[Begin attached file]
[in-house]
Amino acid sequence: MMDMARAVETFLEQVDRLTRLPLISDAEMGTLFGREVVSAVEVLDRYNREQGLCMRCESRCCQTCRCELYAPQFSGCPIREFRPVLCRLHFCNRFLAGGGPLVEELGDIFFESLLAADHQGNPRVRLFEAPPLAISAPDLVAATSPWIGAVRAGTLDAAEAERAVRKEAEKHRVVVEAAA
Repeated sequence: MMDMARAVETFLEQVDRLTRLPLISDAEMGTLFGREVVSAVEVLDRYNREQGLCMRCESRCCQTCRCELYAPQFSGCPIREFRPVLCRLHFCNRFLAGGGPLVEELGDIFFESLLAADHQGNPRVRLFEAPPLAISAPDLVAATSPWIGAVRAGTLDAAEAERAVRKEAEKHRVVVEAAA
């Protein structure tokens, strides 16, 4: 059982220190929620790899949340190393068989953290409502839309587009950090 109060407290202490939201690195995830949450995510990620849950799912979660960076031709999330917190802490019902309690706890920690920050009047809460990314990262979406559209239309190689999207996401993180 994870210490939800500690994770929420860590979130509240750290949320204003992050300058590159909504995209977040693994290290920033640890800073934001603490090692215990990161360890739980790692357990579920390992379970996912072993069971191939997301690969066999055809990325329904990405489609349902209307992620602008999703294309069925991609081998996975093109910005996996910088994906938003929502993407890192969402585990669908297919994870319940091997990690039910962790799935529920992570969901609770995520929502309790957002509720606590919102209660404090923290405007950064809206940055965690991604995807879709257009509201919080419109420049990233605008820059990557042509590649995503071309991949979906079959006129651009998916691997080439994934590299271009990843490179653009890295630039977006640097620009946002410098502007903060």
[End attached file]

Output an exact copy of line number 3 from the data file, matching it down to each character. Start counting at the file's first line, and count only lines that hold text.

Repeated sequence: MMDMARAVETFLEQVDRLTRLPLISDAEMGTLFGREVVSAVEVLDRYNREQGLCMRCESRCCQTCRCELYAPQFSGCPIREFRPVLCRLHFCNRFLAGGGPLVEELGDIFFESLLAADHQGNPRVRLFEAPPLAISAPDLVAATSPWIGAVRAGTLDAAEAERAVRKEAEKHRVVVEAAA